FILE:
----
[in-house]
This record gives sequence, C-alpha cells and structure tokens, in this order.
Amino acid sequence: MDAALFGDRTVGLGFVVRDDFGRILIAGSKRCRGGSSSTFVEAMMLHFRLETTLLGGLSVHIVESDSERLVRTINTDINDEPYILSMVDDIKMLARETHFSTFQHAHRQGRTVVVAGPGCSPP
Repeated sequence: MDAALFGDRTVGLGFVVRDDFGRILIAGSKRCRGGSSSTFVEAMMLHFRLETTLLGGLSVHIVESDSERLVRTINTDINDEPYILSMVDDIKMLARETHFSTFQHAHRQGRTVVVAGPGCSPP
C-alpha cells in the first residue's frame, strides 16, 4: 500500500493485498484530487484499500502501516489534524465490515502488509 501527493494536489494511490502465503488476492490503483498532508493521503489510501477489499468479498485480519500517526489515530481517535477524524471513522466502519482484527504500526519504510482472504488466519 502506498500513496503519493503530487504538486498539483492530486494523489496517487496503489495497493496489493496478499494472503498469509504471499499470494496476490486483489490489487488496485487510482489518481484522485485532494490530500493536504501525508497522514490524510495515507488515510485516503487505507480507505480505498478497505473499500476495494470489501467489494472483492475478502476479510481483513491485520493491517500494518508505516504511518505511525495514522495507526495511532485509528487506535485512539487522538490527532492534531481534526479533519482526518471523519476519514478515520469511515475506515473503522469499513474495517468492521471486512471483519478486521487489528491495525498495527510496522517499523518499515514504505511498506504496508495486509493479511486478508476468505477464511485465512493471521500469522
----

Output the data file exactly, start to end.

[in-house]
This record gives sequence, C-alpha cells and structure tokens, in this order.
Amino acid sequence: MDAALFGDRTVGLGFVVRDDFGRILIAGSKRCRGGSSSTFVEAMMLHFRLETTLLGGLSVHIVESDSERLVRTINTDINDEPYILSMVDDIKMLARETHFSTFQHAHRQGRTVVVAGPGCSPP
Repeated sequence: MDAALFGDRTVGLGFVVRDDFGRILIAGSKRCRGGSSSTFVEAMMLHFRLETTLLGGLSVHIVESDSERLVRTINTDINDEPYILSMVDDIKMLARETHFSTFQHAHRQGRTVVVAGPGCSPP
C-alpha cells in the first residue's frame, strides 16, 4: 500500500493485498484530487484499500502501516489534524465490515502488509 501527493494536489494511490502465503488476492490503483498532508493521503489510501477489499468479498485480519500517526489515530481517535477524524471513522466502519482484527504500526519504510482472504488466519 502506498500513496503519493503530487504538486498539483492530486494523489496517487496503489495497493496489493496478499494472503498469509504471499499470494496476490486483489490489487488496485487510482489518481484522485485532494490530500493536504501525508497522514490524510495515507488515510485516503487505507480507505480505498478497505473499500476495494470489501467489494472483492475478502476479510481483513491485520493491517500494518508505516504511518505511525495514522495507526495511532485509528487506535485512539487522538490527532492534531481534526479533519482526518471523519476519514478515520469511515475506515473503522469499513474495517468492521471486512471483519478486521487489528491495525498495527510496522517499523518499515514504505511498506504496508495486509493479511486478508476468505477464511485465512493471521500469522